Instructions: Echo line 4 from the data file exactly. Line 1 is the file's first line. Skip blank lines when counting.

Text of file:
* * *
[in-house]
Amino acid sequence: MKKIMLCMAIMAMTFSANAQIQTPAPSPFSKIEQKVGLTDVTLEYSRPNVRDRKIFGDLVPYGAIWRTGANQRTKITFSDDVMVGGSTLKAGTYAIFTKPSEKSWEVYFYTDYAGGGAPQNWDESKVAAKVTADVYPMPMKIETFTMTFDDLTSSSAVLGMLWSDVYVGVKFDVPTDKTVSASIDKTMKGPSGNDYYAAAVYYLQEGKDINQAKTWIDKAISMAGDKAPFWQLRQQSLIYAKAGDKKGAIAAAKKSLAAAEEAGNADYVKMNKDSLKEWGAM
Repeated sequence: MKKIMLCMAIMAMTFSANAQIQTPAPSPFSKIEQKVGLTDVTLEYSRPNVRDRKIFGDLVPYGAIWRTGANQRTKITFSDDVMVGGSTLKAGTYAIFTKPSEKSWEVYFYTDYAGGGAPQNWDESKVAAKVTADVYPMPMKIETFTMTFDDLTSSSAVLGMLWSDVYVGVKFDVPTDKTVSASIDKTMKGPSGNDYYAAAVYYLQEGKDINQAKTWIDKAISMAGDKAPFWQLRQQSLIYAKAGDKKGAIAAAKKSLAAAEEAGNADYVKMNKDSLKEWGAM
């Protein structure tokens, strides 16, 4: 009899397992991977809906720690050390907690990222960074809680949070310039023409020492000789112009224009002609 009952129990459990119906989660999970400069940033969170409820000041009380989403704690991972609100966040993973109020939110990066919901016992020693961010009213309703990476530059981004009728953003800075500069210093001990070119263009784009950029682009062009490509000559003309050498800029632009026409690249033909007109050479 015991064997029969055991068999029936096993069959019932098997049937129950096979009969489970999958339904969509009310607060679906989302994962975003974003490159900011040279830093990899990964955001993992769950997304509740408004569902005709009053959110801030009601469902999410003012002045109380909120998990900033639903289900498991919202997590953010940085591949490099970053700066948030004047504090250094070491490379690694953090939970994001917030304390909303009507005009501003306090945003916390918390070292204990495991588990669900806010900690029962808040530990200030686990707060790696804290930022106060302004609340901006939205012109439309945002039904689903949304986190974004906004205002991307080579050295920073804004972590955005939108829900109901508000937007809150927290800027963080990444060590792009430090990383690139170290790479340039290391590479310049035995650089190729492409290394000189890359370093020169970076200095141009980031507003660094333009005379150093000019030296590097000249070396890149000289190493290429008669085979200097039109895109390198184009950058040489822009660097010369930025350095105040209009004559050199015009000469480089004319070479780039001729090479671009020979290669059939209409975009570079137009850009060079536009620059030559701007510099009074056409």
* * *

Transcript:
């Protein structure tokens, strides 16, 4: 009899397992991977809906720690050390907690990222960074809680949070310039023409020492000789112009224009002609 009952129990459990119906989660999970400069940033969170409820000041009380989403704690991972609100966040993973109020939110990066919901016992020693961010009213309703990476530059981004009728953003800075500069210093001990070119263009784009950029682009062009490509000559003309050498800029632009026409690249033909007109050479 015991064997029969055991068999029936096993069959019932098997049937129950096979009969489970999958339904969509009310607060679906989302994962975003974003490159900011040279830093990899990964955001993992769950997304509740408004569902005709009053959110801030009601469902999410003012002045109380909120998990900033639903289900498991919202997590953010940085591949490099970053700066948030004047504090250094070491490379690694953090939970994001917030304390909303009507005009501003306090945003916390918390070292204990495991588990669900806010900690029962808040530990200030686990707060790696804290930022106060302004609340901006939205012109439309945002039904689903949304986190974004906004205002991307080579050295920073804004972590955005939108829900109901508000937007809150927290800027963080990444060590792009430090990383690139170290790479340039290391590479310049035995650089190729492409290394000189890359370093020169970076200095141009980031507003660094333009005379150093000019030296590097000249070396890149000289190493290429008669085979200097039109895109390198184009950058040489822009660097010369930025350095105040209009004559050199015009000469480089004319070479780039001729090479671009020979290669059939209409975009570079137009850009060079536009620059030559701007510099009074056409």